SAT Essay Writing and Language
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Cats think outside of the box, too. Here's a lesson on unnecessary prepositions.

grammar prepositions unnecessary

Hopefully, you caught that error. The saying is “think outside the box.” Sometimes, prepositions are used when they are not necessary. This often happens when we speak, but we don’t notice. It’s important to remember that we write differently from how we speak. Writing is more formal and less conversational. We often use prepositions that are unnecessary, but they create wordiness and need to be eliminated. Just stop. Be concise. Why are you doing that for? Sorry, I couldn’t help myself.


What is a preposition? A preposition is a word or group of words that show a relationship between a noun or pronoun to another word in the sentence. They provide more information, like when, where, or why. Some common prepositions are at, before, beyond, by, for, from, in, of, on, out, to, up, and with. There are plenty more and a quick internet search can give you a complete list.


These sentences have unnecessary prepositions.


I have somewhere to be at today.

  • The preposition “at” is unnecessary and should be eliminated.
  • The sentence communicates the same idea without “at” and should be:

I have somewhere to be today.


Our teacher needs to separate out the talkative students from the rest of the class.   

  • The preposition “out” is unnecessary.
  • The sentence communicates the same idea without “out” and should be:

Our teacher needs to separate the talkative students from the rest of the class.


Do you have time to meet up with me after waffle-making class?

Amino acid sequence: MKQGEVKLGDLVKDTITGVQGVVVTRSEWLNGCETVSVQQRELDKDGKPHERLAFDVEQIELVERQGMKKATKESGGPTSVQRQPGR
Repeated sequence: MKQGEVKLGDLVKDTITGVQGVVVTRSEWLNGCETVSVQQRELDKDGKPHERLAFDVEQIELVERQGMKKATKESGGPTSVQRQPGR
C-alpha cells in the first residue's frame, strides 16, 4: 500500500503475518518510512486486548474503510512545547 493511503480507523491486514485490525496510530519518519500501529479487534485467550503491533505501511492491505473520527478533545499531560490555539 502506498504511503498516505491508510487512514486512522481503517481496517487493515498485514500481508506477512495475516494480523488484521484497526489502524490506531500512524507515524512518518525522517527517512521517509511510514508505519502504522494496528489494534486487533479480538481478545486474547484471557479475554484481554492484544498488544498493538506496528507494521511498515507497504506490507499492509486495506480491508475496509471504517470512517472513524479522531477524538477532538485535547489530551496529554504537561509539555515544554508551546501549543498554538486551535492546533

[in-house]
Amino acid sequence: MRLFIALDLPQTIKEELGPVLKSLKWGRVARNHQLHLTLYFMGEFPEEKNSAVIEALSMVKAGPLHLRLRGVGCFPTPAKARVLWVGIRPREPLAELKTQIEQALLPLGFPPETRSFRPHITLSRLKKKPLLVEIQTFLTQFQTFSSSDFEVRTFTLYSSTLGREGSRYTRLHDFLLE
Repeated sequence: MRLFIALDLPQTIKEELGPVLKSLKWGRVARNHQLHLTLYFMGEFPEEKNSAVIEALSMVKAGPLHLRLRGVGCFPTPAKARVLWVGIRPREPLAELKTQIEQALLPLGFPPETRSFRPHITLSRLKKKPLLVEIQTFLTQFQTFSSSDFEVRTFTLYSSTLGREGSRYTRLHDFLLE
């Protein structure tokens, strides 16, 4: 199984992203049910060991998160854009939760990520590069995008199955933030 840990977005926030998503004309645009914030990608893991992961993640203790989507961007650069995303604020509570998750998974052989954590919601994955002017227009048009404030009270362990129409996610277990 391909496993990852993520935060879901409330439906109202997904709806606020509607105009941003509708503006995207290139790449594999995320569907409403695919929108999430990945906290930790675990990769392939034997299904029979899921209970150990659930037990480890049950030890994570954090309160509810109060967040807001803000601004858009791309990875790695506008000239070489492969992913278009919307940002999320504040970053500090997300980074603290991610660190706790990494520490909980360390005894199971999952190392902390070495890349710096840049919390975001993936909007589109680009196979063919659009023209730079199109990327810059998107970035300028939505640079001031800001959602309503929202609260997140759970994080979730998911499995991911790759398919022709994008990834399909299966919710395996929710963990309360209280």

• The prepositions “up” and “with” are unnecessary.

Quiz Yourself! Identify the unnecessary preposition in each sentence.


  1. Did you use up all of the shampoo?
  2. Where are you going to?
  3. It’s kind to help out your little brother.
  4. Can you reach for the chocolate on the top shelf?
  5. Where should I put my jacket at?

Answer Key

  1. Did you use up all of the shampoo?
  2. Where are you going to?
  3. It’s kind to help out your little brother.
  4. Can you reach for the chocolate on the top shelf?
  5. Where should I put my jacket at?

How did you do? Hopefully, this lesson was helpful and you found them all. Now, try to go through your day and avoid using unnecessary prepositions when you write an email or send a text. Why would you do that for? It’s a fun way to practice this skill and you will probably be surprised at how often we use unnecessary prepositions.


Thanks again for visiting The Test Prep Spot. I would love to hear your thoughts about this lesson. If you have a comment, please leave it below. Have a wonderful day and use your prepositions efficiently!



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